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"As long as human rights are violated, there can be no foundation for peace. How can peace grow where speaking the truth is itself a crime?"

Chinese Law Curbs Power of Officials to Deploy Armed Police

August 28, 2009

Bloomberg News
August 27, 2009

Aug. 27 (Bloomberg) -- China’s lawmakers have
curbed the power of local officials to call out
the country’s 680,000- strong People’s Armed Police to quell disturbances.

The new law governing the deployment of the
force, passed today in Beijing by the National
People’s Congress, comes as the number of
protests and riots by farmers, workers and ethnic
minorities is on the rise. Police should refuse
orders that they consider unlawful, the law states.

The government in China has made maintaining
social stability a key policy aim at the same
time as cracking down on the corruption and abuse
of power that is a cause of much of the unrest.
Local officials under orders from Beijing to
maintain the peace are likely to put pressure on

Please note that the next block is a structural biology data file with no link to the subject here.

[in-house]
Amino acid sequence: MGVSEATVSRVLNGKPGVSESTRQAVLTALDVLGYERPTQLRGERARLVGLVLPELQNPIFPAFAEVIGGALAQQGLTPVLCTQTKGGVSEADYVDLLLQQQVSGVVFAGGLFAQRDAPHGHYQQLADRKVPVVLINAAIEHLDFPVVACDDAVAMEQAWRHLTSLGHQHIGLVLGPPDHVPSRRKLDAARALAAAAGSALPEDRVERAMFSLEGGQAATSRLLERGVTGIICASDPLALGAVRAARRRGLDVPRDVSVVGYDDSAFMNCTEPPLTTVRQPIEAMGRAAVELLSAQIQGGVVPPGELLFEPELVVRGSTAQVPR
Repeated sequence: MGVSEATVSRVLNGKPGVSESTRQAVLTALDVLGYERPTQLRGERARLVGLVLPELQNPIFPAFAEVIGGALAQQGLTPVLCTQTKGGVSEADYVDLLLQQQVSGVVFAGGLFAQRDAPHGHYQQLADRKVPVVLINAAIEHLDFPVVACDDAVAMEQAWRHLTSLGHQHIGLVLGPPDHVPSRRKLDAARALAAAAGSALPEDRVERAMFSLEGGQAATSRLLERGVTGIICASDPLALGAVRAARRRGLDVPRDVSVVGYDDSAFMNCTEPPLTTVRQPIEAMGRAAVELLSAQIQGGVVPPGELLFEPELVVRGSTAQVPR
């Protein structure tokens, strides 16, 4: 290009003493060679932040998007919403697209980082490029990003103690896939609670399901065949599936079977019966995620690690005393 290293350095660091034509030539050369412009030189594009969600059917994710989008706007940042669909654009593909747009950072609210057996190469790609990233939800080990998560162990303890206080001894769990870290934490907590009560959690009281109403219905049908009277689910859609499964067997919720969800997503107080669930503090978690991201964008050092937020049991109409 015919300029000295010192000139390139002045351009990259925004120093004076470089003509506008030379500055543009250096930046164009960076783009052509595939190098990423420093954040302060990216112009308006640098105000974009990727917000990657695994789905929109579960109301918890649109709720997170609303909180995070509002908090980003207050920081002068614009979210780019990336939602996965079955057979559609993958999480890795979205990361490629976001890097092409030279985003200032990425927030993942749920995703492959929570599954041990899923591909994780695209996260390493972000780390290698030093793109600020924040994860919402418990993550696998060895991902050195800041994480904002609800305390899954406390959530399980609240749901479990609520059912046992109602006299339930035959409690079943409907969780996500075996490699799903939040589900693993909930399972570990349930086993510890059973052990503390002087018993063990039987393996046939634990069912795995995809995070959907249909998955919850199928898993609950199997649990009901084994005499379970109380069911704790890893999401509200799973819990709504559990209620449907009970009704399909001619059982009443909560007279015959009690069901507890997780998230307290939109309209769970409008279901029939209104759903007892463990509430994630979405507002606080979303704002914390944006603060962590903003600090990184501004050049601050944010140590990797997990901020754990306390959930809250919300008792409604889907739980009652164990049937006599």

the police to act, said Murray Scot Tanner, a
China analyst at CNA, an Alexandria, Virginia-based research group.

"This clause represents a striking critique of
some officials’ misuse of security forces," said
Tanner. "But these local leaders remain powerful.
It may prove difficult for Armed Police
commanders and higher level officials to stick to
their guns and resist this kind of pressure."

The police force, used to quell riots last year
in Tibet and last month in the western region of
Xinjiang, is to "participate in the handling of
riots, chaos, serious violent crimes and
terrorist attacks," according to the text of the
legislation given to journalists in Beijing today.

Wang Erping, a scholar at the Chinese Academy of
Sciences who studies unrest, said the number of
so-called mass incidents rose to about 90,000
last year from more than 80,000 in 2007.

Last month steel workers in northeastern China’s
Jilin Province murdered an executive, causing
authorities to put off a buyout of their mill. On
Aug. 8, villagers in Hunan province rioted after
they learned their children had been exposed to
excessive levels of lead, the Associated Press reported.

The legislation also bans the force from
detaining or searching people illegally and
forbids police officers from leaking state secrets.

China’s congress also passed legislation that
codifies the country’s policy on combating climate change.

To contact the reporter on this story: Michael
Forsythe in Beijing at mforsythe@bloomberg.net
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